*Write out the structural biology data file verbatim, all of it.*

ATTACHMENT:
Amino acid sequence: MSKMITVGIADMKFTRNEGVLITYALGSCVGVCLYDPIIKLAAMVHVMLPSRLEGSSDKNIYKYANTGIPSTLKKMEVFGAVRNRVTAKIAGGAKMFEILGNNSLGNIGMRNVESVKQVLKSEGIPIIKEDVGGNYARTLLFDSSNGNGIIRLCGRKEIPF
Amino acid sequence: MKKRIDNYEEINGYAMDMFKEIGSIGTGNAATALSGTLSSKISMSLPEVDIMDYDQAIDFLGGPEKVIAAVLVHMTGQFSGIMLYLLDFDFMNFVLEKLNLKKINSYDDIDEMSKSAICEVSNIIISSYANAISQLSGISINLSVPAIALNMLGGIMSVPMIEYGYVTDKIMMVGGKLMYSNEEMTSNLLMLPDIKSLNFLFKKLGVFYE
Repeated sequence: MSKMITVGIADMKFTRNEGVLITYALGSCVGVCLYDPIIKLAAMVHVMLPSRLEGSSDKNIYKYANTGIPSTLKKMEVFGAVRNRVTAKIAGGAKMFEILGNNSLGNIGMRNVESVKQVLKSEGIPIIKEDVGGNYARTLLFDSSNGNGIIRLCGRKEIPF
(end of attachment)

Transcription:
Amino acid sequence: MSKMITVGIADMKFTRNEGVLITYALGSCVGVCLYDPIIKLAAMVHVMLPSRLEGSSDKNIYKYANTGIPSTLKKMEVFGAVRNRVTAKIAGGAKMFEILGNNSLGNIGMRNVESVKQVLKSEGIPIIKEDVGGNYARTLLFDSSNGNGIIRLCGRKEIPF
Amino acid sequence: MKKRIDNYEEINGYAMDMFKEIGSIGTGNAATALSGTLSSKISMSLPEVDIMDYDQAIDFLGGPEKVIAAVLVHMTGQFSGIMLYLLDFDFMNFVLEKLNLKKINSYDDIDEMSKSAICEVSNIIISSYANAISQLSGISINLSVPAIALNMLGGIMSVPMIEYGYVTDKIMMVGGKLMYSNEEMTSNLLMLPDIKSLNFLFKKLGVFYE
Repeated sequence: MSKMITVGIADMKFTRNEGVLITYALGSCVGVCLYDPIIKLAAMVHVMLPSRLEGSSDKNIYKYANTGIPSTLKKMEVFGAVRNRVTAKIAGGAKMFEILGNNSLGNIGMRNVESVKQVLKSEGIPIIKEDVGGNYARTLLFDSSNGNGIIRLCGRKEIPF